It’s been a while since I paid over $3.00/gallon for gas, but had that pleasure once again very recently, as prices have been creeping slowly ever upward.  As the gas flowed, I thought back to a piece I’d written elsewhere some time ago (April ’06, to be exact) lamenting the fact that those who had gotten it wrong on just about everything else had gotten it wrong on oil, too.  So, as oil holds over $80/barrel and gas inches higher, here’s another look in the time machine at what the Very Serious People were saying almost eight years ago (emphasis mine):

Bruce Bartlett, National Review, March 2003

“…markets clearly expect lower prices. On the eve of hostilities, oil was selling for about $37 per barrel. At this price, Americans would be paying $270 billion per year for oil. But once it became clear that Iraq’s liberation was at hand, the price quickly dropped to about $28 per barrel, cutting our annual oil bill by $70 billion. With full Iraqi production, the price might drop to $20 per barrel or less, giving us the equivalent of an annual tax cut of about $120 billion per year. And this is a tax cut the entire world benefits from.”

Rand Corp analysis, January 2003

“Under a free market, oil prices would probably fall to between $8 and $12 per barrel over the next 10 years — down dramatically from today’s price of about $25 per barrel.  [...]  A major decrease in petroleum prices would boost U.S. and global economic activity. Home heating oil prices would drop by at least a third. Gasoline prices would drop to less than $1 a gallon. As a result, people and business in the United States and throughout the world would spend far less for fuel. From an economic perspective, the United States and many nations around the world would clearly win.”

The Heritage Foundation, March 2003

“An unencumbered flow of Iraqi oil would be likely to provide a more constant supply of oil to the global market, which would dampen price fluctuations, ensuring stable oil prices in the world market in a price range lower than the current $25 to $30 a barrel. Eventually, this will be a win–win game: Iraq will emerge with a more viable oil industry, while the world will benefit from a more stable and abundant oil supply.”

The Wall St. Journal (link no longer available):

“Of course, the largest benefit–a more stable Mideast–is huge but unquantifiable. A second plus, lower oil prices, is somewhat more measurable. The premium on 11.5 million barrels imported every day by the U.S. is a transfer from us to producing countries. Postwar, with Iraqi production back in the pipeline and calmer markets, oil prices will fall even further. If they drop to an average in the low $20s, the U.S. economy will get a boost of $55 billion to $60 billion a year.”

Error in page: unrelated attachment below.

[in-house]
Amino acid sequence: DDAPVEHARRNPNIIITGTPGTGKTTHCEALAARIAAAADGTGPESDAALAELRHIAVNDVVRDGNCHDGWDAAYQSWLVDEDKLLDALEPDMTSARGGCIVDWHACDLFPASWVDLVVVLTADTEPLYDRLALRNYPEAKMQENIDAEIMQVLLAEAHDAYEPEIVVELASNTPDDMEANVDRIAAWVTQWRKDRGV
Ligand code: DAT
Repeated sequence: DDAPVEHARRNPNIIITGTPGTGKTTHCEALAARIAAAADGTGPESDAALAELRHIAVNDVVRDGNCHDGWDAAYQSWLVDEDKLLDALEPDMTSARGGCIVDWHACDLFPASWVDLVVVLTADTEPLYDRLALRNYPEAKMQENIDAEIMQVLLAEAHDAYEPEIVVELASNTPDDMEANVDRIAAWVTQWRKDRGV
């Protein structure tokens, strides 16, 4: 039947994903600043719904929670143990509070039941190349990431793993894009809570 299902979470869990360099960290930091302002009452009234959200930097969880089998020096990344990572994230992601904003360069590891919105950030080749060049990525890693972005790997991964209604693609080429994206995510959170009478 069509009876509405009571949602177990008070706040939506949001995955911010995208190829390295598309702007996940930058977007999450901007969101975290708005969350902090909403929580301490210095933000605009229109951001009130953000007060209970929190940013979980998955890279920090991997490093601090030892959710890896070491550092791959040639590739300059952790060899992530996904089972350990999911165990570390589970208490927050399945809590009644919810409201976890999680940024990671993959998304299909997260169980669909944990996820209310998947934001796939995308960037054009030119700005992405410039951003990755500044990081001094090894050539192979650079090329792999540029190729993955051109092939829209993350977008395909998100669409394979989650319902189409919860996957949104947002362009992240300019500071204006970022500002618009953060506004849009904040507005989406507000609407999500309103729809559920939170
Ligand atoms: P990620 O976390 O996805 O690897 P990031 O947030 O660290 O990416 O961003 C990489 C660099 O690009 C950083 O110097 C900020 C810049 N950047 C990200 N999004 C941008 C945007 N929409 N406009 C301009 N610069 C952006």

There were numerous other forecasts in the $18 – $28/barrel range.  Of course, the Very Serious People continue to hold sway in our national discourse on a host of issues (austerity now now now!).  I’m not sure exactly why, but they do.  It’s important to keep an accurate historical record — a chronology — of who said what, and when.  Not that anyone’s ever called to task, but so the record is clear.

Category: Contrary Indicators, Energy, Markets, Really, really bad calls, War/Defense

Please use the comments to demonstrate your own ignorance, unfamiliarity with empirical data and lack of respect for scientific knowledge. Be sure to create straw men and argue against things I have neither said nor implied. If you could repeat previously discredited memes or steer the conversation into irrelevant, off topic discussions, it would be appreciated. Lastly, kindly forgo all civility in your discourse . . . you are, after all, anonymous.

54 Responses to “Oil’s Well That Ends Well?”

  1. Invictus — the war focus was misplaced — they should have been watching the Fed!

  2. Mannwich says:

    But nobody could have predicted [insert favorite calamity here that many "nobodies" predicted]…..

  3. AHodge says:

    How to forecast oil
    1 there will be huge cycles, its mean reverting
    2 the industry will always use ridiculously low price foreast assumptions–assume much higher.

    as to why?
    i the interest of the producers to have huge price swings
    that scares off investment keeps capacity low.
    Assuming a low future price reduces expected invesment returns nd investment
    also keeps capacity low

  4. Don’t forget T. Boone Pickens though, in early 2008, perhaps late 2007 (I’m too lazy to look up) proclaiming that “Oil will never fall below $100 barrel again”.

    The oil story is really just ancillary to the Fed’s money story. More dolllars=higher priced oil. It’s really as simple as that. No, we aren’t on the gold standard anymore. We’re on the de facto oil standard. I expect prices to break $100 again in the next six months, perhaps again reaching its recent highs of about $150/barrel.

    Invictus, I see you’re borrowing some of Krugman’s phrases (Very Serious People; now, now, now). I hope that doesn’t mean you agree with his neo-Keynesian nonsense.